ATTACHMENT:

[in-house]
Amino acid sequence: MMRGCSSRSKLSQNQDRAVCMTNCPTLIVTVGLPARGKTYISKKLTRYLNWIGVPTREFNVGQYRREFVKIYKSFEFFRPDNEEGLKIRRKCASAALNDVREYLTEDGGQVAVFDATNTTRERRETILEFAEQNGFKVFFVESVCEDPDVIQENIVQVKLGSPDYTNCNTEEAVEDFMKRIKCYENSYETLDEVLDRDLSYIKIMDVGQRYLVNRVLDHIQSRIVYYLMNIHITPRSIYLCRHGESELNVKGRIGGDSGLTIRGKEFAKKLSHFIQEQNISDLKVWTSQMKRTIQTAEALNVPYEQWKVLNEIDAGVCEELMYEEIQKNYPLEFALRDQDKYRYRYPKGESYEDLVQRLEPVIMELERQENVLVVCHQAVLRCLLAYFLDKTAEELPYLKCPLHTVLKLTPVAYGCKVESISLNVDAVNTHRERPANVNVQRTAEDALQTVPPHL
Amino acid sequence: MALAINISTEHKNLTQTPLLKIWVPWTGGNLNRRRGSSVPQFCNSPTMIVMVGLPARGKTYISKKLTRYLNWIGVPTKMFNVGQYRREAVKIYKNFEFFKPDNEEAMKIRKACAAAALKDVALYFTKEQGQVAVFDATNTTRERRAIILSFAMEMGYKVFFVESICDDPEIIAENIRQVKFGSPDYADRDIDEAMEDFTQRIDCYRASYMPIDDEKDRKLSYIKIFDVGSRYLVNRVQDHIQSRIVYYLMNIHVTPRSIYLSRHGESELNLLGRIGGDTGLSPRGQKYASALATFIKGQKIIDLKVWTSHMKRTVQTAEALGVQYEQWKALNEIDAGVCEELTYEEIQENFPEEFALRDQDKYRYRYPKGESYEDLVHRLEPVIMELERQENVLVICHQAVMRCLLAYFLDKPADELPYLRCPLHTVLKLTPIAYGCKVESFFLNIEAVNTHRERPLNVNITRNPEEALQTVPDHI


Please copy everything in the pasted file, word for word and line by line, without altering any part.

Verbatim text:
[in-house]
Amino acid sequence: MMRGCSSRSKLSQNQDRAVCMTNCPTLIVTVGLPARGKTYISKKLTRYLNWIGVPTREFNVGQYRREFVKIYKSFEFFRPDNEEGLKIRRKCASAALNDVREYLTEDGGQVAVFDATNTTRERRETILEFAEQNGFKVFFVESVCEDPDVIQENIVQVKLGSPDYTNCNTEEAVEDFMKRIKCYENSYETLDEVLDRDLSYIKIMDVGQRYLVNRVLDHIQSRIVYYLMNIHITPRSIYLCRHGESELNVKGRIGGDSGLTIRGKEFAKKLSHFIQEQNISDLKVWTSQMKRTIQTAEALNVPYEQWKVLNEIDAGVCEELMYEEIQKNYPLEFALRDQDKYRYRYPKGESYEDLVQRLEPVIMELERQENVLVVCHQAVLRCLLAYFLDKTAEELPYLKCPLHTVLKLTPVAYGCKVESISLNVDAVNTHRERPANVNVQRTAEDALQTVPPHL
Amino acid sequence: MALAINISTEHKNLTQTPLLKIWVPWTGGNLNRRRGSSVPQFCNSPTMIVMVGLPARGKTYISKKLTRYLNWIGVPTKMFNVGQYRREAVKIYKNFEFFKPDNEEAMKIRKACAAAALKDVALYFTKEQGQVAVFDATNTTRERRAIILSFAMEMGYKVFFVESICDDPEIIAENIRQVKFGSPDYADRDIDEAMEDFTQRIDCYRASYMPIDDEKDRKLSYIKIFDVGSRYLVNRVQDHIQSRIVYYLMNIHVTPRSIYLSRHGESELNLLGRIGGDTGLSPRGQKYASALATFIKGQKIIDLKVWTSHMKRTVQTAEALGVQYEQWKALNEIDAGVCEELTYEEIQENFPEEFALRDQDKYRYRYPKGESYEDLVHRLEPVIMELERQENVLVICHQAVMRCLLAYFLDKPADELPYLRCPLHTVLKLTPIAYGCKVESFFLNIEAVNTHRERPLNVNITRNPEEALQTVPDHI